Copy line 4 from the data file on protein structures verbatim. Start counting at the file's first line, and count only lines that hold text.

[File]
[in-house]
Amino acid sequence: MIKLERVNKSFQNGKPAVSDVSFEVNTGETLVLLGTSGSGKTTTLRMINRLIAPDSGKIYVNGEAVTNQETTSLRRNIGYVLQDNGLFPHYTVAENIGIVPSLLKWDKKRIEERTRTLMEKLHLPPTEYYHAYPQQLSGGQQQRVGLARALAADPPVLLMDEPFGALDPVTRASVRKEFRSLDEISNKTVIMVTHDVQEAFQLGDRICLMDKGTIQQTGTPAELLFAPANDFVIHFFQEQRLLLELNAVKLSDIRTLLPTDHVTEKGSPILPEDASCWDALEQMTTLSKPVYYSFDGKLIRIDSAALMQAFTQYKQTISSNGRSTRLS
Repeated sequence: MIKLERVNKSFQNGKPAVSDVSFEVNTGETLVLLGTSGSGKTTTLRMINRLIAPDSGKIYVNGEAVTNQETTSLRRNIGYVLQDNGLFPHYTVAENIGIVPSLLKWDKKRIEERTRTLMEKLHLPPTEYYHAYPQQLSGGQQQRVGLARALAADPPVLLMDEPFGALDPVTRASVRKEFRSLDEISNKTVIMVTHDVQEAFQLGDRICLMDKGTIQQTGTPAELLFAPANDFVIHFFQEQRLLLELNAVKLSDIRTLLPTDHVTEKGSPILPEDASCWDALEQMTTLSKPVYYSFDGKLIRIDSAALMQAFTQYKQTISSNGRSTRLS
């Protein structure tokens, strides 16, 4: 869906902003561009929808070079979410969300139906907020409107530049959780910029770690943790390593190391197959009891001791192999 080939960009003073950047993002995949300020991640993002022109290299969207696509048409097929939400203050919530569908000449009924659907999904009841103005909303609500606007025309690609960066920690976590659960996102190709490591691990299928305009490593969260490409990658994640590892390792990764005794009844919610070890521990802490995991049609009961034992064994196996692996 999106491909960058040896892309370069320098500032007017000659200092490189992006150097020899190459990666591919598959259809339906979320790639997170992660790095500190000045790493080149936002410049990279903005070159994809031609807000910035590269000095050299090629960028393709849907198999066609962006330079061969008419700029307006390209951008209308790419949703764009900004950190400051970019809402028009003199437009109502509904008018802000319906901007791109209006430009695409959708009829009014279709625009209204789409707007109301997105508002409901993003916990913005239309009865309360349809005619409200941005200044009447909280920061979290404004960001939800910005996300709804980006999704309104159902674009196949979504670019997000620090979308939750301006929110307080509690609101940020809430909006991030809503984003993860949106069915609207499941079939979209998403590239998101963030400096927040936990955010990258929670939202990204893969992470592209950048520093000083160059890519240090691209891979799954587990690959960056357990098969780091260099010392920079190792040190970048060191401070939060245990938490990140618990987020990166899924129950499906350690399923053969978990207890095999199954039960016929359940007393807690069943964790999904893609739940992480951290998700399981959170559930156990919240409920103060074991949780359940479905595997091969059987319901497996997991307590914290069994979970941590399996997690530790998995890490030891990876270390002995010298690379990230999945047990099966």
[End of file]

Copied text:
């Protein structure tokens, strides 16, 4: 869906902003561009929808070079979410969300139906907020409107530049959780910029770690943790390593190391197959009891001791192999 080939960009003073950047993002995949300020991640993002022109290299969207696509048409097929939400203050919530569908000449009924659907999904009841103005909303609500606007025309690609960066920690976590659960996102190709490591691990299928305009490593969260490409990658994640590892390792990764005794009844919610070890521990802490995991049609009961034992064994196996692996 999106491909960058040896892309370069320098500032007017000659200092490189992006150097020899190459990666591919598959259809339906979320790639997170992660790095500190000045790493080149936002410049990279903005070159994809031609807000910035590269000095050299090629960028393709849907198999066609962006330079061969008419700029307006390209951008209308790419949703764009900004950190400051970019809402028009003199437009109502509904008018802000319906901007791109209006430009695409959708009829009014279709625009209204789409707007109301997105508002409901993003916990913005239309009865309360349809005619409200941005200044009447909280920061979290404004960001939800910005996300709804980006999704309104159902674009196949979504670019997000620090979308939750301006929110307080509690609101940020809430909006991030809503984003993860949106069915609207499941079939979209998403590239998101963030400096927040936990955010990258929670939202990204893969992470592209950048520093000083160059890519240090691209891979799954587990690959960056357990098969780091260099010392920079190792040190970048060191401070939060245990938490990140618990987020990166899924129950499906350690399923053969978990207890095999199954039960016929359940007393807690069943964790999904893609739940992480951290998700399981959170559930156990919240409920103060074991949780359940479905595997091969059987319901497996997991307590914290069994979970941590399996997690530790998995890490030891990876270390002995010298690379990230999945047990099966």